I have a friend who is fond of saying that success happens when preparation meets opportunity.
As someone who makes a living from writing, part of my preparation is never to leave home without taking a Moleskine notebook and my Panasonic DMC-LX1 camera tucked into my tatty manbag. So I can scribble things down whenever an idea hits me, or photograph anything interesting I spot.
The other day, for all kinds of complicated reasons, I found myself in a museum suddenly struck by an idea of penetrating brilliance after looking at a display case of dried moths. Handily I whipped out my notebook and started making notes which later turned into a poem.
Recently I found myself sitting opposite a rather eccentric woman, knitting furiously on a crowded commuter train. Thanks to my notebook I could record what said to the man, a complete stranger, taking a seat next to her:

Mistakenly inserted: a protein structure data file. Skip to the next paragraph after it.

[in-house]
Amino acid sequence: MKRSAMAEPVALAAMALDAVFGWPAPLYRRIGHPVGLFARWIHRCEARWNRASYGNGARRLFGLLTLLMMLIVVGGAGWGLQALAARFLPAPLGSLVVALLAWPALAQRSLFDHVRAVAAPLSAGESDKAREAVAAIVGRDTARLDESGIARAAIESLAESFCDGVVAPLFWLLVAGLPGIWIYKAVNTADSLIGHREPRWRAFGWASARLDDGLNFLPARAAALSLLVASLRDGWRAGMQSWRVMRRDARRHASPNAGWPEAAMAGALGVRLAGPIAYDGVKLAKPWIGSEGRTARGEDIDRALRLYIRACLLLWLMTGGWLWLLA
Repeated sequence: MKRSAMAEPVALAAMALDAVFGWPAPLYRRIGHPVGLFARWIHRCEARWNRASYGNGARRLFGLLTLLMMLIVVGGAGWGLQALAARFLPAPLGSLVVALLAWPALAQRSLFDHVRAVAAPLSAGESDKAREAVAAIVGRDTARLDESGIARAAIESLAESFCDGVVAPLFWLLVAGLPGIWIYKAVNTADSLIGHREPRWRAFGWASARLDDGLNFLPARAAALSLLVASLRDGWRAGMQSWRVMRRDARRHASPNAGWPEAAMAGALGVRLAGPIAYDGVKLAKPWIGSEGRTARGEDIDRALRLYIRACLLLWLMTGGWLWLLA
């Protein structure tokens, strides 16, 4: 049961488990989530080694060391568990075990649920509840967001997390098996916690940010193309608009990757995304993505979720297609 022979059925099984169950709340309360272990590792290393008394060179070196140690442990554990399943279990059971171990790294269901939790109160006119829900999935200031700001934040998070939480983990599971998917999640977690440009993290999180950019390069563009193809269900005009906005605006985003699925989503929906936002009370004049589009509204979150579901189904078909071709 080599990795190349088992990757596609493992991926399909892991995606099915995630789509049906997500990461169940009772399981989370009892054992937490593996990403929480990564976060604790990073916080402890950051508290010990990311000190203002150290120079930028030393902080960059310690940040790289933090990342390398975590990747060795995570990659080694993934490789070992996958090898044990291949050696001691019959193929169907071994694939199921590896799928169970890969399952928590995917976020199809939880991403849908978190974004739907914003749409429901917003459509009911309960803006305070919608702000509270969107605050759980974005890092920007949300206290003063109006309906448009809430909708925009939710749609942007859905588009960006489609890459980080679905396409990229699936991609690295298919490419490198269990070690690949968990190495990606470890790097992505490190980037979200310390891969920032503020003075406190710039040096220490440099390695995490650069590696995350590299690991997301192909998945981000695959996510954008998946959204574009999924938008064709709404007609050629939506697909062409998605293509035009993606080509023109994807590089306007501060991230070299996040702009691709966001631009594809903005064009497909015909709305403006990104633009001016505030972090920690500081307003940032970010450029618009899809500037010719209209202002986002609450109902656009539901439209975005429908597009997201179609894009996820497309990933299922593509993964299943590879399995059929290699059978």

“Do you have a cold?” She said looking up rather ferociously from her knitting.
“Good. Because the way to stop getting colds,” she paused darkly, “is not to sit next to one.”
Who knows where I’ll use this yet. But it is the sort of dialogue that’s hard to make up. It’s a moment magpied away for future use.
Most importantly though, carrying a notebook and a camera changes your attitude, and your vantage point. When you go for a walk, you are not just getting some exercise or travelling from A to B. You are a collector, full of attention, on a mission to collect source material.